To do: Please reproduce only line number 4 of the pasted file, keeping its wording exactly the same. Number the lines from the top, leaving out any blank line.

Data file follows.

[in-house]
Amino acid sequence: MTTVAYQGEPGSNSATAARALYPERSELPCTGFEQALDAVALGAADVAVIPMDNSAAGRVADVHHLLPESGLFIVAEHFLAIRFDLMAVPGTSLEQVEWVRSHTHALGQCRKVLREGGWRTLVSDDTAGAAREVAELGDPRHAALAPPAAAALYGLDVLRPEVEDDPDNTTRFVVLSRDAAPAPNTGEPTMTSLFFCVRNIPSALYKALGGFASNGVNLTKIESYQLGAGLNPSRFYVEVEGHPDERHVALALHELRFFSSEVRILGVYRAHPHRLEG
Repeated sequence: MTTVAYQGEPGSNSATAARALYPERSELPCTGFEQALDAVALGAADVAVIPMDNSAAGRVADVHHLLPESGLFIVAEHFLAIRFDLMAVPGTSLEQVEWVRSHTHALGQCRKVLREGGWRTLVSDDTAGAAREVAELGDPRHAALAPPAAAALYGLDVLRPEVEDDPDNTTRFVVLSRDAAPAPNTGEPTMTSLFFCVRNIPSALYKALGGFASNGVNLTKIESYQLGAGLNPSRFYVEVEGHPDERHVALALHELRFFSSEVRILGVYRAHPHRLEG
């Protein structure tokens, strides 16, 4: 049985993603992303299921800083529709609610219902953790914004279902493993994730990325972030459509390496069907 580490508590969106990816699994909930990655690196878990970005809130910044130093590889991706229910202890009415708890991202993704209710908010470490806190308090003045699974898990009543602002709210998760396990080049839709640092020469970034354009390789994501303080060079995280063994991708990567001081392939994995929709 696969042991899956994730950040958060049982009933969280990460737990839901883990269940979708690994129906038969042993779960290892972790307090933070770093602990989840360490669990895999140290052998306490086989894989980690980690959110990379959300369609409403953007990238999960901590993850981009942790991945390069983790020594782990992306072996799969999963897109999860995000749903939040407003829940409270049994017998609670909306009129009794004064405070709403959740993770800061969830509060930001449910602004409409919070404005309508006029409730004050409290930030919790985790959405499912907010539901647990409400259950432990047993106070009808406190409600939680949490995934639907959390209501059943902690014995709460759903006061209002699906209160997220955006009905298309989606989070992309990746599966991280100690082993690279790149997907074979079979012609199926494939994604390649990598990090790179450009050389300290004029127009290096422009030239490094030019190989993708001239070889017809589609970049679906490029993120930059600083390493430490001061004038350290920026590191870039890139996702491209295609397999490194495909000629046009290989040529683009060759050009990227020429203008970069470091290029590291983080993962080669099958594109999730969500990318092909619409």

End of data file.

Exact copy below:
């Protein structure tokens, strides 16, 4: 049985993603992303299921800083529709609610219902953790914004279902493993994730990325972030459509390496069907 580490508590969106990816699994909930990655690196878990970005809130910044130093590889991706229910202890009415708890991202993704209710908010470490806190308090003045699974898990009543602002709210998760396990080049839709640092020469970034354009390789994501303080060079995280063994991708990567001081392939994995929709 696969042991899956994730950040958060049982009933969280990460737990839901883990269940979708690994129906038969042993779960290892972790307090933070770093602990989840360490669990895999140290052998306490086989894989980690980690959110990379959300369609409403953007990238999960901590993850981009942790991945390069983790020594782990992306072996799969999963897109999860995000749903939040407003829940409270049994017998609670909306009129009794004064405070709403959740993770800061969830509060930001449910602004409409919070404005309508006029409730004050409290930030919790985790959405499912907010539901647990409400259950432990047993106070009808406190409600939680949490995934639907959390209501059943902690014995709460759903006061209002699906209160997220955006009905298309989606989070992309990746599966991280100690082993690279790149997907074979079979012609199926494939994604390649990598990090790179450009050389300290004029127009290096422009030239490094030019190989993708001239070889017809589609970049679906490029993120930059600083390493430490001061004038350290920026590191870039890139996702491209295609397999490194495909000629046009290989040529683009060759050009990227020429203008970069470091290029590291983080993962080669099958594109999730969500990318092909619409």